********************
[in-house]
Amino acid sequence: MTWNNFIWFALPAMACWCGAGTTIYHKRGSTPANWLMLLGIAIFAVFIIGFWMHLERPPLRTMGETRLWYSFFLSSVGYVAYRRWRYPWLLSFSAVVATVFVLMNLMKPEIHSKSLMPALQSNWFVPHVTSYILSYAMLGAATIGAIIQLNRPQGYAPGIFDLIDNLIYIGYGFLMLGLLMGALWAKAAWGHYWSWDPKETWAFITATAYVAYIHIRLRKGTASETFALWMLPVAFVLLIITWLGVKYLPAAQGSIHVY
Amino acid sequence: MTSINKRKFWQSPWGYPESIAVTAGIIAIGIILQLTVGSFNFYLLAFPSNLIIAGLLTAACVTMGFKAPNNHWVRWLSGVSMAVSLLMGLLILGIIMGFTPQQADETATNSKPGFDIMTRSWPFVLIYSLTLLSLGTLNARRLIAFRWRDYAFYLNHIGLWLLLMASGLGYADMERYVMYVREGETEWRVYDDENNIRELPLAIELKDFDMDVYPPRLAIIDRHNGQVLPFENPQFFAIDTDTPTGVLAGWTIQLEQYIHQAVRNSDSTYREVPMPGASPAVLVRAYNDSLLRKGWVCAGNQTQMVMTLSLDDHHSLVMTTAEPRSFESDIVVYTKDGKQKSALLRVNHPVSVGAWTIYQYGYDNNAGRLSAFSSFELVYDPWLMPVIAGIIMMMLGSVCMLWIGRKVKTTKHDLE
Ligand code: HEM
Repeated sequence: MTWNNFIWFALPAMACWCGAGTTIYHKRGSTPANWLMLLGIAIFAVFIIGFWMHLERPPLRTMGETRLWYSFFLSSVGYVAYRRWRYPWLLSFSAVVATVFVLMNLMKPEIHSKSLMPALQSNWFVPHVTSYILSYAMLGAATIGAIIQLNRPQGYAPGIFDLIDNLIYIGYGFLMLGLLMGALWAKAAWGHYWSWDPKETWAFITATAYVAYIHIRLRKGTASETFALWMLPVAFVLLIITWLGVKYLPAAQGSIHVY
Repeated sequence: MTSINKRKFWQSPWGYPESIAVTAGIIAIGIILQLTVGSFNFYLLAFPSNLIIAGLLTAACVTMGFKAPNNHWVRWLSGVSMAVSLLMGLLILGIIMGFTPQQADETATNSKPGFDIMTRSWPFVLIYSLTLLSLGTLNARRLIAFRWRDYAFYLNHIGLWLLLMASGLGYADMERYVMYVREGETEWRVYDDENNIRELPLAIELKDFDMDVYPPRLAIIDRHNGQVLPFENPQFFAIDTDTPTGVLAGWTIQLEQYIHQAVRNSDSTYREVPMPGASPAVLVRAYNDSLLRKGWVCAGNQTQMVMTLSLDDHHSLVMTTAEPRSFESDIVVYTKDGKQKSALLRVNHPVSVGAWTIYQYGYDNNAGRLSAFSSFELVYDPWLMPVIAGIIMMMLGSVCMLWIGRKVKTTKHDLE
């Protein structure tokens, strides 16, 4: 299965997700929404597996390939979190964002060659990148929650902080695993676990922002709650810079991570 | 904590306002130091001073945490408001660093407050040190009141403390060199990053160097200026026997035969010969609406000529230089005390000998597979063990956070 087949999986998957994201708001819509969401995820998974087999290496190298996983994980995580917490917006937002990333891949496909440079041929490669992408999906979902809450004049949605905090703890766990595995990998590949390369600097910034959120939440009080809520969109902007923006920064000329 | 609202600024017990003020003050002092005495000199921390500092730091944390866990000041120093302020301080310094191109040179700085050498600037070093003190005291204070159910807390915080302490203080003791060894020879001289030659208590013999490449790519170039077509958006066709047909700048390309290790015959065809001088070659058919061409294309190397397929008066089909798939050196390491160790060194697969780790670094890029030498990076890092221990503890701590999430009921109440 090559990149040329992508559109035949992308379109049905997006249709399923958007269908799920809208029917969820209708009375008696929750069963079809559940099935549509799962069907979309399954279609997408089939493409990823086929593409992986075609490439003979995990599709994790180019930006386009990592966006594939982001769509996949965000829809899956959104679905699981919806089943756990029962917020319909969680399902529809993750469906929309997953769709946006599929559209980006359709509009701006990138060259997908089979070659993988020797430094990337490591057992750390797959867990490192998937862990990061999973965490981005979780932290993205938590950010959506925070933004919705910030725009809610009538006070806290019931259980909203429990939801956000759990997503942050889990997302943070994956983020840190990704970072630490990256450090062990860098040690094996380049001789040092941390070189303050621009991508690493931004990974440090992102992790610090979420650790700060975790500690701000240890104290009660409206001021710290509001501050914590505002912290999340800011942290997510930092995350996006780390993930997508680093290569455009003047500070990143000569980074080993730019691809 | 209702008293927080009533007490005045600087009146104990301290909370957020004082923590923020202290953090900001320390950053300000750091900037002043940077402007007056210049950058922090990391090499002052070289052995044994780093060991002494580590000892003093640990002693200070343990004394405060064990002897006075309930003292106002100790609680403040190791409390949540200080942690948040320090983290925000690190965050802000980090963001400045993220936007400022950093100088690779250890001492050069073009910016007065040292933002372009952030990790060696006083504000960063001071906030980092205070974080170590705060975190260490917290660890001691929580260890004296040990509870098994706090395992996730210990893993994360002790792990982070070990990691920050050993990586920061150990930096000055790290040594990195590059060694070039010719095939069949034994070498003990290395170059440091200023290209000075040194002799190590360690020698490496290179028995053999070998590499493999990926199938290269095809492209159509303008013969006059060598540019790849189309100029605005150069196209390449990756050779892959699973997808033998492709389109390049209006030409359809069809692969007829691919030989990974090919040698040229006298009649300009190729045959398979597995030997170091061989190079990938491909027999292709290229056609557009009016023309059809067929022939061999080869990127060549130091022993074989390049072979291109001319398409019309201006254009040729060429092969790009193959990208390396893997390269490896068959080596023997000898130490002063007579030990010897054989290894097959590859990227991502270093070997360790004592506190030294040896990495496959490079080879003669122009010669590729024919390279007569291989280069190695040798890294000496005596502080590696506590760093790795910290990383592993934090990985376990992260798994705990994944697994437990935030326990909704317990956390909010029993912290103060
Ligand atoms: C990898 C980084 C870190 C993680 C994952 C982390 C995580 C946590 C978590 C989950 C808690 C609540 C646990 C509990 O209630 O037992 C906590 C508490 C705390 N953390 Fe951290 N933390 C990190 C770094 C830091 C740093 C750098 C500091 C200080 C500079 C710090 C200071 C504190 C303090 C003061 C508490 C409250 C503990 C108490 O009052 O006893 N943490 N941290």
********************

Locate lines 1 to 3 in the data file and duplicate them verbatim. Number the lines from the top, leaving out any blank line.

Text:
[in-house]
Amino acid sequence: MTWNNFIWFALPAMACWCGAGTTIYHKRGSTPANWLMLLGIAIFAVFIIGFWMHLERPPLRTMGETRLWYSFFLSSVGYVAYRRWRYPWLLSFSAVVATVFVLMNLMKPEIHSKSLMPALQSNWFVPHVTSYILSYAMLGAATIGAIIQLNRPQGYAPGIFDLIDNLIYIGYGFLMLGLLMGALWAKAAWGHYWSWDPKETWAFITATAYVAYIHIRLRKGTASETFALWMLPVAFVLLIITWLGVKYLPAAQGSIHVY
Amino acid sequence: MTSINKRKFWQSPWGYPESIAVTAGIIAIGIILQLTVGSFNFYLLAFPSNLIIAGLLTAACVTMGFKAPNNHWVRWLSGVSMAVSLLMGLLILGIIMGFTPQQADETATNSKPGFDIMTRSWPFVLIYSLTLLSLGTLNARRLIAFRWRDYAFYLNHIGLWLLLMASGLGYADMERYVMYVREGETEWRVYDDENNIRELPLAIELKDFDMDVYPPRLAIIDRHNGQVLPFENPQFFAIDTDTPTGVLAGWTIQLEQYIHQAVRNSDSTYREVPMPGASPAVLVRAYNDSLLRKGWVCAGNQTQMVMTLSLDDHHSLVMTTAEPRSFESDIVVYTKDGKQKSALLRVNHPVSVGAWTIYQYGYDNNAGRLSAFSSFELVYDPWLMPVIAGIIMMMLGSVCMLWIGRKVKTTKHDLE